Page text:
By Surapan Boonthanom and Martin Petty
HAT YAI, Thailand (Reuters) - One after another, the bombs went off, destroying shops and vehicles, engulfing buildings in flame and smoke and sending panicked shoppers and tourists fleeing.
By Monday, two days after the most coordinated bomb attacks in southern Thailand in years, the damage was clear: 13 people were killed, more than 300 wounded and the Thai government's policy to contain an eight-year rebellion by shadowy ethnic Malay Muslim rebels was again in tatters.
The bombs were hidden in pickup trucks in two cities 140 km (87 miles) apart, exploding within an hour of each other. Two went off in Yala, one of three Muslim-majority southern provinces at the heart of the insurgency that has claimed 5,000 lives since 2004.
Those explosions killed 10 people in a busy shopping street.
A third went off in the basement car park of the five-star Lee Gardens Plaza Hotel and shopping centre in Hat Yai, a bustling commercial centre that rarely sees such violence, just a few hour's drive from some of Thailand's best-known beach resorts. Rescue workers recovered three bodies from the hotel.
"What's unprecedented was the scale of the operation ... and the ruthlessness in targeting large numbers of civilians," said Anthony Davis, an analyst at IHS-Jane's, a global security consulting firm.
The bombings add to a growing list of problems for Prime Minister Yingluck Shinawatra, a political novice who since taking office last August has faced problems on multiple fronts, from a flood crisis and entrenched political divisions to rising food prices and a struggling economy.
Yingluck pledged before her election to consider turning the three southern provinces into a special administrative zone with one elected governor, a sensitive subject in Buddhist Thailand where the government has long resisted the idea of handing more political power to its minority Muslims.
But Saturday's attacks in a city popular with Malaysian tourists might give her reason to reconsider that idea.
"Violence in the three southernmost provinces has become routine," says Davis, "but an attack at the heart of Hat Yai's tourist district on a Saturday afternoon was obviously intended to seize national and international attention and make a very brutal point: this is not 'business as usual'."
Images of the devastation - wrecked vehicles, smashed windows at fast-food chains, bloodied victims, plumes of black smoke - played prominently on television news broadcasts and were splashed on the front pages of newspapers, rare coverage of a largely forgotten but festering conflict that barely registers in faraway Bangkok.
BOMBERS' GOAL NOT CLEAR
Security forces appeared caught off guard. As they raced to the scene of the first blast in Yala, another bomb - explosives stuffed into a cooking gas cylinder - went off, leaving behind mangled wrecks of cars and a big crater.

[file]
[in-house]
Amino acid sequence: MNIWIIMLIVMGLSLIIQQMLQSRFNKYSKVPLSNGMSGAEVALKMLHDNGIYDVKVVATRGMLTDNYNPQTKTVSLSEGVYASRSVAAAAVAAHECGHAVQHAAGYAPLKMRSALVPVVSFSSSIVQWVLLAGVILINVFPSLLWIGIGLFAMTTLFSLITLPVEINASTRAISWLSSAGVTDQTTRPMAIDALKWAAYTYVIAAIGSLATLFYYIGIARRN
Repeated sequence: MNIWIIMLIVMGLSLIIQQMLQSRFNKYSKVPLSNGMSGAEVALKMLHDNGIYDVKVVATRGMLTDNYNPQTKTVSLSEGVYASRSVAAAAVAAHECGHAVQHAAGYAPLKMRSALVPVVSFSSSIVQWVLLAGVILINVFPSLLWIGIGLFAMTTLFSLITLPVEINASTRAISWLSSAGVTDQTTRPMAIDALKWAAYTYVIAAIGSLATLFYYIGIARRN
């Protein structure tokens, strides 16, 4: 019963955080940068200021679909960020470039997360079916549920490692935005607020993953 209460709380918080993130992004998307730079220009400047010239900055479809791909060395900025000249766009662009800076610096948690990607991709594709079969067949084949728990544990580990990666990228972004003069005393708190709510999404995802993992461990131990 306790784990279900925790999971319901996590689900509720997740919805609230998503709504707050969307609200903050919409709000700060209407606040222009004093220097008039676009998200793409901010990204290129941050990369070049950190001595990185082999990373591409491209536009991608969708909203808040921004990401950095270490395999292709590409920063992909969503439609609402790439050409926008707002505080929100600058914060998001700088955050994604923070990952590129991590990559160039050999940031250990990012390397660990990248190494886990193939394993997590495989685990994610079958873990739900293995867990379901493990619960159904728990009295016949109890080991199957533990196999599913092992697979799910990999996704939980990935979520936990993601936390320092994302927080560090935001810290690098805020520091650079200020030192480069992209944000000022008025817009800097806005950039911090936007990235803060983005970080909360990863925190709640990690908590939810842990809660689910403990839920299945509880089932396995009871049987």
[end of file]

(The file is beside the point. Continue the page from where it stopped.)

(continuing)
The bombing in Hat Yai struck where it hurts most: a tourist centre. Among the dead was a Malaysian traveler. A one-month-old baby was critically wounded.
Yingluck has ordered police and troops to strengthen security in Hat Yai, 11 days ahead of an anticipated influx of tens of thousands of tourists, many from Malaysia, to celebrate Thailand's Songkran water festival.
With tourism vital to Thailand's economy, it is highly unlikely the government will extend to Hat Yai the state of emergency covering neighboring Yala, Pattani and Narathiwat provinces, where more than 30,000 troops have been trying to crush the insurgency, with little success, and little sympathy from a population who largely resent the military.
The insurgents' goal is unclear. The three provinces were an independent Malay Muslim sultanate before being annexed by Thailand in 1909. It is assumed they want the territory back, or at least some kind of autonomy from Bangkok.
Resolving the conflict is a contentious issue and could put Yingluck on a collision course with the army, which favors military measures and "hearts and minds" campaigns rather than the government's quiet pursuit of some kind of dialogue.
Yingluck indicated on Monday there would be no immediate shift in strategy. "(It's) a warning for us but not necessarily a sign we need to start talking about a change in our approach to the southern problem," she said in Bangkok.
Srisomphob Jitphiromsri, a Pattani-based political scientist with the Deep South Watch think-tank, suggested the latest bombings could reflect dissatisfaction with the government's policy, and perhaps disunity within the rebel movement.
"The level of destruction and co-ordination of this latest incident was not something trends in recent months were indicating. It was not expected," he said.
"It's likely we'll see an escalation in violence this month. There's internal division among the insurgents - some want a special administrative zone and others want complete autonomy - but none are happy with the government's policy."
(Martin Petty reported from Bangkok. Additional reporting by Amy Sawitta Lefevre and Orathai Sriring; Editing by Jason Szep and Robert Birsel)